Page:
President Joe Biden’s push for more Americans to use electric vehicles is creating angst amongst some Iowa ethanol advocates who argue the single-track goal could come at environmental and economic costs.
Why it matters: Electric vehicles create more competition at the gas pump, potentially hurting Iowa farmers’ pockets who rely on corn and ethanol sales.
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Driving the news: This month, Biden released an infrastructure plan that aggressively pushes electric vehicles as a way to cut carbon emissions and boost domestic car and battery manufacturing.
It sets a goal that 50% of all new cars sold in 2030 should be zero-emissions models.
Yes, but: The plan scarcely mentions biofuels, which has led to criticism from Iowa Republicans and Democrats, as well as ethanol advocates.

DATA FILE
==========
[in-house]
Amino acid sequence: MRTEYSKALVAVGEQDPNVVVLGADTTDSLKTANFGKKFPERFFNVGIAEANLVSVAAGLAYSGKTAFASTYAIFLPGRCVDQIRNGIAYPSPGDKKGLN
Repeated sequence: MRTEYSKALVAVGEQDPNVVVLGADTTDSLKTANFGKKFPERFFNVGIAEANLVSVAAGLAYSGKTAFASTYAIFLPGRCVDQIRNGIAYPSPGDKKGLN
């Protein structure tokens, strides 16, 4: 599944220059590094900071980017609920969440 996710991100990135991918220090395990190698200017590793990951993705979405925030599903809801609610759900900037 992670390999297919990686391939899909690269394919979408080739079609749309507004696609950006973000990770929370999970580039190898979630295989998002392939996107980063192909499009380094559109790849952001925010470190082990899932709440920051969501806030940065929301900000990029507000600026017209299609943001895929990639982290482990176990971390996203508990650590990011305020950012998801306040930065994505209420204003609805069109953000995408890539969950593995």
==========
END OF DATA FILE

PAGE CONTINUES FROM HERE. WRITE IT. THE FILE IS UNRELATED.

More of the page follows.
What they’re saying: Ethanol can also help reduce carbon emissions, but not if the federal government undermines it by primarily funding the electric vehicle industry, said Monte Shaw of the Iowa Renewable Fuels Association.
Change is happening whether Iowa likes it or not, but liquid fuels still aren’t going anywhere, said Matt Russell of Iowa Interfaith Power & Light.
But an ethanol vs. electric debate is highly partisan, which leaves no winner at the end, Russell said.
Instead, they should coexist like Des Moines’ fleet of electric cars and biodiesel dump trunks.
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